Of [talking] mice and men

The New York Times has been reporting on research by the Max Planck Institute for Evolutionary Antropology in Leipzig, where scientists have genetically engineered a strain of mice whose FOXP2 gene [a gene sculpted by natural selection to play an important role in language] has been swapped for the human version.

According to the paper, people (a prime example being Doctor Dolittle)

have a deep desire to communicate with animals, as is evident from the way they converse with their dogs, enjoy myths about talking animals or devote lifetimes to teaching chimpanzees how to speak. A delicate, if tiny, step has now been taken toward the real thing: the creation of a mouse with a human gene for language.

Possession of the human version of FOXP2 apparently changes the sounds that mice use to communicate with other mice, as well as other aspects of brain function.

Dr. Gary Marcus, who studies language acquisition at New York University, commented:

People shouldn’t think of this [FOXP2] as the one language gene but as part of a broader cascade of genes. It would have been truly spectacular if they had wound up with a talking mouse.”

Comment in the NY Times ranges from the philosophical, “the idea of exploring what humanness really is”, to this witty take on the research by Mark Leyner, who is:

absolutely baffled as to why the announcement of a scientific advance heralding the advent of talking mice has not generated a peep from the chattering classes, particularly since it’s a story about chattering … and chattering mice, to boot. Read on

I share his dismay at the idea of maliciously murmouring mosquitos. And can you imagine the last despairing pleas for a lifebelt from that spider you’ve just washed down the plug-hole (because of course it’s bad luck to kill them – outright, at any rate)…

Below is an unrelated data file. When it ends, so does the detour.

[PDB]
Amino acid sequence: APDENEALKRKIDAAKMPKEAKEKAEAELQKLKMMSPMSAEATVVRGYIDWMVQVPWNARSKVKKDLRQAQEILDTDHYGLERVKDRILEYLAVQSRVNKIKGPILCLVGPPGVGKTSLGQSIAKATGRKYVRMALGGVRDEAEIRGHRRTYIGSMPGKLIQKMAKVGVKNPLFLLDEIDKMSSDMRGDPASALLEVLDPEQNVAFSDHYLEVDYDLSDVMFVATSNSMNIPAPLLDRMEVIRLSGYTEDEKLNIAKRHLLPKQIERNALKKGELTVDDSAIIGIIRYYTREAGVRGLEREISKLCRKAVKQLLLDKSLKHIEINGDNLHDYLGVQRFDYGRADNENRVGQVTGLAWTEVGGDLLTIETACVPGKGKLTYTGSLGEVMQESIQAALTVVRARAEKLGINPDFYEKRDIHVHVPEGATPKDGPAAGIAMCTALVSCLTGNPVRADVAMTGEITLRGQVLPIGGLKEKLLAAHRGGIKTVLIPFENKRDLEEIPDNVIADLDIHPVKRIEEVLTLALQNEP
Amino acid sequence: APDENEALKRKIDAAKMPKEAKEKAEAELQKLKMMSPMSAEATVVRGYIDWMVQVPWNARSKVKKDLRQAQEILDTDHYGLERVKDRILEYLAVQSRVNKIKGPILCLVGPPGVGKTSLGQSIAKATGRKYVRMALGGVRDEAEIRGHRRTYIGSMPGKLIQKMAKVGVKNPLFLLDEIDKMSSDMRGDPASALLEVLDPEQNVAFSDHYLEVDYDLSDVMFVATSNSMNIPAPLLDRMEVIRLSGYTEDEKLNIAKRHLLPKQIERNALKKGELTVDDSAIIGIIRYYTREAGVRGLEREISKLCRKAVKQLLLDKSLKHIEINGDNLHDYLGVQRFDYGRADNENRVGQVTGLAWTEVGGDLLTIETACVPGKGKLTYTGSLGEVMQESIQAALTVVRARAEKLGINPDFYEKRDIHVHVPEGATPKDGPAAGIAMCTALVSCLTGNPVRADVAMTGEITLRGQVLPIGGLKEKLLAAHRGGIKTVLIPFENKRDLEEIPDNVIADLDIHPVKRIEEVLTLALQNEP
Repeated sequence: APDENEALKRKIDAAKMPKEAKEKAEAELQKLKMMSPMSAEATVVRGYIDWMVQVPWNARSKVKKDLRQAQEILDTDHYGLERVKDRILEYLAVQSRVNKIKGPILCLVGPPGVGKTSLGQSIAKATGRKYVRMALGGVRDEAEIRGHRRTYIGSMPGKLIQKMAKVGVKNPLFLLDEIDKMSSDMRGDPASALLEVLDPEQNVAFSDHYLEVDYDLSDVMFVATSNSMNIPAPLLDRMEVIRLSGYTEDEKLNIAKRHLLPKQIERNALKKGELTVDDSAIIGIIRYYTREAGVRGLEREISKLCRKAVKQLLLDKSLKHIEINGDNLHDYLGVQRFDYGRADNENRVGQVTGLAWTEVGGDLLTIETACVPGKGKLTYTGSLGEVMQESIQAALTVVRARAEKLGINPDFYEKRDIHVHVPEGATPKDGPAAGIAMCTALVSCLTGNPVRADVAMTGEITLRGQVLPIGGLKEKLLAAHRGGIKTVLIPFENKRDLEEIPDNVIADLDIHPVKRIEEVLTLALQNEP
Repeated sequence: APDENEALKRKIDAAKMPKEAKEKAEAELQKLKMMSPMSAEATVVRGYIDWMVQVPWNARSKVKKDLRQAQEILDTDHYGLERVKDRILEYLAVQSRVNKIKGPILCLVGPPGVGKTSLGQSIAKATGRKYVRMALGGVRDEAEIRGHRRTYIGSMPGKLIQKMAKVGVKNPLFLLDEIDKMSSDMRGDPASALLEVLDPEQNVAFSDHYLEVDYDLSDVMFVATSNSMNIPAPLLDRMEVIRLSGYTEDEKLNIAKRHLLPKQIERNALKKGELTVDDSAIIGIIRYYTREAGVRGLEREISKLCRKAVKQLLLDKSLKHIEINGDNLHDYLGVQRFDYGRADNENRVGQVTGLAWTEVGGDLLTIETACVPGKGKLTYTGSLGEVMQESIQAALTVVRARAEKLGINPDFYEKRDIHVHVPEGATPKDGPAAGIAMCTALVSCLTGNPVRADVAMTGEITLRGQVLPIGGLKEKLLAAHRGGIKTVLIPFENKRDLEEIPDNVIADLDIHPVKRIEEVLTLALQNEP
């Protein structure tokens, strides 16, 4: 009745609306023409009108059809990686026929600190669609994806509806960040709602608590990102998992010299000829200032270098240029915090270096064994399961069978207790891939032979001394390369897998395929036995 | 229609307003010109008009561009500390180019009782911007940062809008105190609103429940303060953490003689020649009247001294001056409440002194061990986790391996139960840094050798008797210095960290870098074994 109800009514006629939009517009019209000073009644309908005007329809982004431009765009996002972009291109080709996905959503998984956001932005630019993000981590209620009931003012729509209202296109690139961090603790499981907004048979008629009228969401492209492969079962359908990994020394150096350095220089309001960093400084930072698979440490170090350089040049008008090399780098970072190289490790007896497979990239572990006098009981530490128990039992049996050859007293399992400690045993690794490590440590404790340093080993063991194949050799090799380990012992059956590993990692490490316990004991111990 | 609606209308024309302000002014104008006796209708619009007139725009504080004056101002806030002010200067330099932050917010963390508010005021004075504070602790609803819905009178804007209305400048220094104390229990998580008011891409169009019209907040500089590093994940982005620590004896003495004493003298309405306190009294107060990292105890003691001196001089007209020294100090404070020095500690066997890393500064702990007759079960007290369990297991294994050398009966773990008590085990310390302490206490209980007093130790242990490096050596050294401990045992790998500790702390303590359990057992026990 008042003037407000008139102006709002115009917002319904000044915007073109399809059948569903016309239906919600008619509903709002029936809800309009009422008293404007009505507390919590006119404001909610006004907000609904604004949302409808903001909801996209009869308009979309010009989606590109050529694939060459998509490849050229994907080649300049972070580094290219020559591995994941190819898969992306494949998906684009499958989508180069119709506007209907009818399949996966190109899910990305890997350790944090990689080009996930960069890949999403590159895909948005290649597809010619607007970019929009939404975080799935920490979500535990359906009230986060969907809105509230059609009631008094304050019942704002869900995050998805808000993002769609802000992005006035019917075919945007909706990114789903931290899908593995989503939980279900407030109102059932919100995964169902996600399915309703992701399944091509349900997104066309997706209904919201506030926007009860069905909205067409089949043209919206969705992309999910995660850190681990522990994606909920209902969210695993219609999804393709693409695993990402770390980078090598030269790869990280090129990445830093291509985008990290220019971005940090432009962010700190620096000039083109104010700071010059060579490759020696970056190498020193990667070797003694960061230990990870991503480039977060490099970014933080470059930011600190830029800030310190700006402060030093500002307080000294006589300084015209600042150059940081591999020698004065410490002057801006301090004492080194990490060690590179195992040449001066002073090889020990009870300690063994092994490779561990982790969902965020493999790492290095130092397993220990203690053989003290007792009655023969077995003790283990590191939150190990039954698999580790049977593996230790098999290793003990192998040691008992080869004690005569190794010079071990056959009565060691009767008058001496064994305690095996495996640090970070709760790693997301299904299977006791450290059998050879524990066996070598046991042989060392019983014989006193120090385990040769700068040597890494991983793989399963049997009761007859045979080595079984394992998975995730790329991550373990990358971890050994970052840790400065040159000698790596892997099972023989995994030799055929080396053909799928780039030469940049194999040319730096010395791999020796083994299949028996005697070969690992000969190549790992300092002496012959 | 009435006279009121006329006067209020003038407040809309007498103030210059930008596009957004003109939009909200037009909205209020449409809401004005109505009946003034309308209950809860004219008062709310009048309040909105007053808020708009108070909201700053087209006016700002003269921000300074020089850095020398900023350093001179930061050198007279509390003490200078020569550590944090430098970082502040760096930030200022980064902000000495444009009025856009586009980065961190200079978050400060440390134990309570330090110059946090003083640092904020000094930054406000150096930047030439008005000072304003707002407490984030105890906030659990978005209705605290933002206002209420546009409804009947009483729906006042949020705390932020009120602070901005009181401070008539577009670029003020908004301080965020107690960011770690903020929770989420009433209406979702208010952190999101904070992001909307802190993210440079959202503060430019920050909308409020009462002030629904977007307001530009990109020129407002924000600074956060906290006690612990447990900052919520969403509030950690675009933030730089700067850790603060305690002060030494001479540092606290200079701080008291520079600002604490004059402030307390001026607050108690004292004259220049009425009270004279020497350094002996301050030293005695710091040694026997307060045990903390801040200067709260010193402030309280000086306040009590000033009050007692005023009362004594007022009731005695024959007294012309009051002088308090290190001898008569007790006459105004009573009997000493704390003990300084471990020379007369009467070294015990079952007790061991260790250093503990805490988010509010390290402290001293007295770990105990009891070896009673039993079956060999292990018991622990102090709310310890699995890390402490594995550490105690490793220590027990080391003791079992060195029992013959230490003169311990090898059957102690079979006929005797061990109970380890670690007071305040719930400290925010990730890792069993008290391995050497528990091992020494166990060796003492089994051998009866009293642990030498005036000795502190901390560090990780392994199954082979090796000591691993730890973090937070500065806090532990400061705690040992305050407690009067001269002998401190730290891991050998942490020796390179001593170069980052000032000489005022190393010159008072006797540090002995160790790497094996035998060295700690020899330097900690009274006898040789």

By Marian Dougan

Published by Marian Dougan

Marian is a translator and editor (specialising in web content) currently based in Glasgow, Scotland. Marian previously lived in Italy for over 20 years, working as a language teacher, translator and policy analyst with the British Embassy in Rome. A qualified member of the Institute of Translation and Interpreting (ITI) and its Italian-language and ITI Scotnet networks, she is currently Scotnet's Convenor and Deputy Webmaster. From 2003 to 2006 Marian taught translation skills at the Italian Department of Glasgow University and now gives Master Classes as part of the new Masters in Translation Studies course. She also conducts web-writing and usability workshops to help people improve their websites and communicate more effectively with their readers, users and customers. In September 2014 Marian obtained User Experience Certification, with specialisation in Web Design, from the Nielsen Norman Group. She loves language, especially English, and is convinced that learning languages opens up people’s minds and horizons (and increases their brainpower!). To share her enthusiasm, she advises schools and educational authorities on language skills and enterprise. She gives talks to pupils on how to combine language studies with other subjects and so enhance their potential and increase their career options. Marian is an active member of organisations such as: Scottish Council Development and Industry (SCDI); Association of Scottish Businesswomen; Dunbartonshire Chamber of Commerce and the Italian Chamber of Commerce in Scotland. She also loves architecture, design, fashion (British Vogue!), cities and chocolate. She’s a great fan of Twitter and you can also find her on Linkedin.

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